Over the years, the character of this kind of class practice and the weakest of this form of hegemony turned against the identity of the party. Without a coherent and comprehensive worldview capable of surpassing the fragmentariness that shaped its first years, the party was reabsorbed by traditional politics. The social and political pressures proper of a class divided society – the professional dangers of power, as Christian Rakovski told once – became increasingly stronger as the party elected representatives, mayors and state governors, after 1988. When Luiz Inácio Lula da Silva won the presidential run in 2002, the Workers’ Party didn’t express even that practical classism that marked its beginnings anymore.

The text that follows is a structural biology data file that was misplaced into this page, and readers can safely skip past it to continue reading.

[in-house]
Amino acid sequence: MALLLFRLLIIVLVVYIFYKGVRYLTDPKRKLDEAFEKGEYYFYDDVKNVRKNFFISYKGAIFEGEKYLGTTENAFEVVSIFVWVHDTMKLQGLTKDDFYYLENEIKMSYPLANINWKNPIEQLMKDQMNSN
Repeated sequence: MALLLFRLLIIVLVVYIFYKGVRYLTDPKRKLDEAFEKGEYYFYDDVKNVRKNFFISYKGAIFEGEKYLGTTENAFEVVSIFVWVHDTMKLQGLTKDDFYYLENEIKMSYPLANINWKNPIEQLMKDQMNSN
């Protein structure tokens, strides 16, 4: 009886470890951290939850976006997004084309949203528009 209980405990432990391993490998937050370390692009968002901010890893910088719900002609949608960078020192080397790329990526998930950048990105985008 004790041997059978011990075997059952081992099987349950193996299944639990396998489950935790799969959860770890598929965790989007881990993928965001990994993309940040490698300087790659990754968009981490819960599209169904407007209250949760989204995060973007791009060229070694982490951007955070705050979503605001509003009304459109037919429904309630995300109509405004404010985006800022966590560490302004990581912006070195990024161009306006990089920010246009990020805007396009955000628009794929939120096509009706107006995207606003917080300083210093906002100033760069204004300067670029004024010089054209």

In power, Workers’ Party expresses not a practical classism anymore but a new form of passive revolution. During the administration of the Workers’ Party, high economic growth rates have been sustained by the expansion of public debt, by massive public investment, and State loans to national and international capital. The sectors that have grown more consistently were that which combined low capital intensity and high intensity of labor. This growth became stronger specifically in civil construction, food industry and those economic activities related to agribusiness.
[i] “…the term subaltern derived from the cultural hegemony work of Antonio Gramsci, which identified the social groups who are excluded from a society’s established structures for political representation, the means by which people have a voice in their society.” – From Wikipedia’s page on “Subaltern”.